This led to one comical incident on a trip to Glencoe. “I hadn’t really seen any of the famous shots from that area –and really only knew it because I used to go skiing and snowboarding there. I found this little river with a mountain behind and thought, ‘oh this is really nice.’ Of course, when I got home and looked on Twitter, I realised it was the famous view of Buachaille Etive Mòr, right next to the A82! But it was nice to feel the innocence of that discovery, without realising its popularity. That’s what I like to feel when I shoot all the time.

“My advice is to respond to what calls you – a view that makes you stop in your tracks on a walk, or pull over and switch the car off, just to drink it in. Think about what is drawing you to that view, and then you’ll know how to shoot it. I often need to break down a scene into smaller pieces, instead of focusing on a broader view.”

It’s an approach that’s influenced his choice of gear, and most recent purchase from MPB. “If your eye is drawn to a little patch of light on distant hills, you’re going to need a longer lens to capture it. My go-to on the Nikon D850 is my Sigma 100-400mm f/5-6.3 DG DN OS. Before that, I used the Sigma 70-200mm f/2.8 EX DG OS HSM, but traded it in for the extra reach and lightness. It’s a superb lens, not only in helping me get up a hill, but in what I can capture from the top of it.

“I’ve seen similar switches in a lot of landscape colleagues,” he continues. “Low weight is vital when you’re hiking and need to carry extras like food and clothing, as well as your photography gear. Many have moved to mirrorless bodies like Nikon’s Z 7II, along with all-in-one zooms such as the Z 24-200mm f/4-6.3 VR, and they’re really enthused by how they can just go out with one lens and a small bag.”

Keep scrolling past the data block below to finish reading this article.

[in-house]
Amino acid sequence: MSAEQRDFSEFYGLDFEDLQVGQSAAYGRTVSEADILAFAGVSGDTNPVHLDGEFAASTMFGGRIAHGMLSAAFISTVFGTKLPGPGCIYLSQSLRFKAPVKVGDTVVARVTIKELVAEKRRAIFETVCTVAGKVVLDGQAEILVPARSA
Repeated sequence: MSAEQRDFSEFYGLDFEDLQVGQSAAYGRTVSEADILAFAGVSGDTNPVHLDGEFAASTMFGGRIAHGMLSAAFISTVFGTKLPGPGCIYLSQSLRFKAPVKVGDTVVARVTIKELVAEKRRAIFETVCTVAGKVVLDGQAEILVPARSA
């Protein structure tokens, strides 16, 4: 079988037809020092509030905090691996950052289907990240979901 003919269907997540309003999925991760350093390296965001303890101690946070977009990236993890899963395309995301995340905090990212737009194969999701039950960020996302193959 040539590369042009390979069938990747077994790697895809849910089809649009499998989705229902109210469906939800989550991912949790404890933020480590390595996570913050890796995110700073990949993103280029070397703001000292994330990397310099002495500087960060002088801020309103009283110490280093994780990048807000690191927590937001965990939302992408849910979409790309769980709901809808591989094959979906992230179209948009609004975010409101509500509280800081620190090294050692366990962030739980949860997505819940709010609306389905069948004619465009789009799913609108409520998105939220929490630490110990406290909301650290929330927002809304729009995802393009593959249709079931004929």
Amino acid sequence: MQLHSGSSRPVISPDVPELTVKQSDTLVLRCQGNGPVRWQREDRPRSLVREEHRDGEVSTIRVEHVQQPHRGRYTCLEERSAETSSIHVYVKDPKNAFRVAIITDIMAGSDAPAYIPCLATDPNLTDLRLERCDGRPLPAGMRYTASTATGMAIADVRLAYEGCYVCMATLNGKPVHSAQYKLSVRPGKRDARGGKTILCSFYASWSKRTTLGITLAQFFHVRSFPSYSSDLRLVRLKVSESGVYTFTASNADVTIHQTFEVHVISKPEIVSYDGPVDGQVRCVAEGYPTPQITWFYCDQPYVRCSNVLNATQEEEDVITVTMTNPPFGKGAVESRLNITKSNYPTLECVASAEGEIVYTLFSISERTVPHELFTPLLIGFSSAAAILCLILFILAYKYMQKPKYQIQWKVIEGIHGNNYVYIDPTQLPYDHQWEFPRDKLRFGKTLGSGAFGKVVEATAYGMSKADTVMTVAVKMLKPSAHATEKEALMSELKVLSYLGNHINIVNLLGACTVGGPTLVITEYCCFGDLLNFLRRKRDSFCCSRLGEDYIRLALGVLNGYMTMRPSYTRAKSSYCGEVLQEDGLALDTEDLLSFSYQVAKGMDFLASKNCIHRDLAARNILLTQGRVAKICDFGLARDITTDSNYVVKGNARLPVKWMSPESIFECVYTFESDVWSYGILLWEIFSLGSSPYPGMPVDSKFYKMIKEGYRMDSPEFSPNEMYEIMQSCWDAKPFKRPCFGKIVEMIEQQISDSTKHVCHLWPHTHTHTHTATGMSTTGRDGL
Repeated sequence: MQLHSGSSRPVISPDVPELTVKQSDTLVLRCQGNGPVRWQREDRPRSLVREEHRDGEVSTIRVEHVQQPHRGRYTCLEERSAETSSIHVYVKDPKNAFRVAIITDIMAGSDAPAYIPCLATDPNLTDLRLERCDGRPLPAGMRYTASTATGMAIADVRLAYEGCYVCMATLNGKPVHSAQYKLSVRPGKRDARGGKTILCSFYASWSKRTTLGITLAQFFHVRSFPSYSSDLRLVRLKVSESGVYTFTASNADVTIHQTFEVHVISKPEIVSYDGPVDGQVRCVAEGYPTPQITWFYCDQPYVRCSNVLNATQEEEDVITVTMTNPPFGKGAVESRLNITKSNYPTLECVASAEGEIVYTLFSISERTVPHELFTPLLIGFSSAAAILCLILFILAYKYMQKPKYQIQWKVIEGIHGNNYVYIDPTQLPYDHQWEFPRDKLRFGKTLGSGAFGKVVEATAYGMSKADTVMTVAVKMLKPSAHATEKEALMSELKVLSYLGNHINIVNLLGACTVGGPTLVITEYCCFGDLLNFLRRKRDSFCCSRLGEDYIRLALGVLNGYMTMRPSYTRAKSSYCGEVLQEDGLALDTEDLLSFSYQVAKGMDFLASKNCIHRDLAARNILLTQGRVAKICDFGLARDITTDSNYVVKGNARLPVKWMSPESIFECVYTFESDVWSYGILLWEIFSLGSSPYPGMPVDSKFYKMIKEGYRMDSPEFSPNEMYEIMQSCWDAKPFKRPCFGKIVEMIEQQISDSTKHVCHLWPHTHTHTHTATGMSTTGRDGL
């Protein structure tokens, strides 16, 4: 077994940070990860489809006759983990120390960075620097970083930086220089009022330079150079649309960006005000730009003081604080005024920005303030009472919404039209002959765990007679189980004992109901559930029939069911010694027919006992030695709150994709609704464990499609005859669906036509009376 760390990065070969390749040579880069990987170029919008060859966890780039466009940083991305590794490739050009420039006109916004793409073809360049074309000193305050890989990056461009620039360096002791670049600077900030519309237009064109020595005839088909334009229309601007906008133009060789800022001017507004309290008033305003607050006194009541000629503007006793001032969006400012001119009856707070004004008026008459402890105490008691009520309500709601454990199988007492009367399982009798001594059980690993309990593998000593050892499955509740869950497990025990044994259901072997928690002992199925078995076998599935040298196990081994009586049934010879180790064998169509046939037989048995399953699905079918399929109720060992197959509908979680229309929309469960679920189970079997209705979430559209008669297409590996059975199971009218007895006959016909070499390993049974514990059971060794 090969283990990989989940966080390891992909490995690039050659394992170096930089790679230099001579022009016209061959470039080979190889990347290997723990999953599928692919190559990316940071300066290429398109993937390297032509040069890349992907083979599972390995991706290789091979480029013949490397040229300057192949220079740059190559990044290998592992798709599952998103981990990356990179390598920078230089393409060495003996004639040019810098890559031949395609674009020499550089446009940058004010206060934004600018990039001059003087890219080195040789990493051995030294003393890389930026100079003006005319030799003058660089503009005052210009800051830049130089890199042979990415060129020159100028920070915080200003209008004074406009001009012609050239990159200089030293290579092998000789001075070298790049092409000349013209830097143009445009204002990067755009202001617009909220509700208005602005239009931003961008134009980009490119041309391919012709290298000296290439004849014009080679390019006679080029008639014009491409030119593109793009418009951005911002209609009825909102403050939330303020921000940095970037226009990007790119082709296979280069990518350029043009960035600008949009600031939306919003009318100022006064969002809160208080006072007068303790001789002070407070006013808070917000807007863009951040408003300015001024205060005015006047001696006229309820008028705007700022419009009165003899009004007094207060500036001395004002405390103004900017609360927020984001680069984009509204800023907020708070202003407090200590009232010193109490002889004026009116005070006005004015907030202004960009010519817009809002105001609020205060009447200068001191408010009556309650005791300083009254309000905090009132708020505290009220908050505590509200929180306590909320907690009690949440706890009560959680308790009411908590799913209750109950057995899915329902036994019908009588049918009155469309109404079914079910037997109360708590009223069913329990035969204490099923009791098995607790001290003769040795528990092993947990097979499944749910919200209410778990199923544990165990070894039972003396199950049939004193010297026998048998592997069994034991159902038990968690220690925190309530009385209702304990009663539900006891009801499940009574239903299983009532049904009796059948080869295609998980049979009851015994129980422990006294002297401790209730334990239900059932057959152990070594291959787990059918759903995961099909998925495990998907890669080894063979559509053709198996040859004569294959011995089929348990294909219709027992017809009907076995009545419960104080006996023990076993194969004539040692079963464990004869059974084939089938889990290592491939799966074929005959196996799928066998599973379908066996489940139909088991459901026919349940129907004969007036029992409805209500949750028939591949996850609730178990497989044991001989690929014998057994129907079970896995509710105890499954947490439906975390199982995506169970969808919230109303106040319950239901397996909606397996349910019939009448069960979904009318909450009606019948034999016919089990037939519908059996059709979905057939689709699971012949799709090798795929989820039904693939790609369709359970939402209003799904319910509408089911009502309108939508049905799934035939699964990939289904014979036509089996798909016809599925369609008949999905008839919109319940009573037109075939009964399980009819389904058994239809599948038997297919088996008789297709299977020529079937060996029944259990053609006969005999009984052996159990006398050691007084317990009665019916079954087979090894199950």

The experience of trading in and buying second-hand was also a weight off Nardini’s mind. “Most of my gear is second-hand, actually,” he explains. “I’ve bought four or five lenses through MPB. Buying is an apprehensive experience for me and I know a lot of photographers who feel the same way. You spend a lot of time researching the right lens, so you don’t want to have to worry about where you’re buying it, too.

“Auction sites can be hit or miss,” he continues. “But what’s reassuring with MPB is that they show an exact photo of the item you’re getting. It’s not a stock picture or a placeholder. It’s literally the lens that’s going to end up on your camera. My Sigma 100-400mm was listed as ‘excellent’ and was perfectly described – plus there’s a six-month guarantee on all used kit, to calm your nerves further.

“I had the same great experience with trading in,” he concludes. “My 70-200mm had been a real workhorse, and came from MPB in the first place. I sent it to be valued and got a little bit more than the quoted amount, which was nice. It’s not like one of these car companies who promise you one amount and then it’s completely different when they turn up! Thinking about it, almost all of my winning shots have come from lenses I bought from MPB. That’s not to say they have some magical quality! Buying from MPB has just helped me get the tools I need to express my vision.”

Images © Dylan Nardini

Originally published in Issue 99 of Photography News.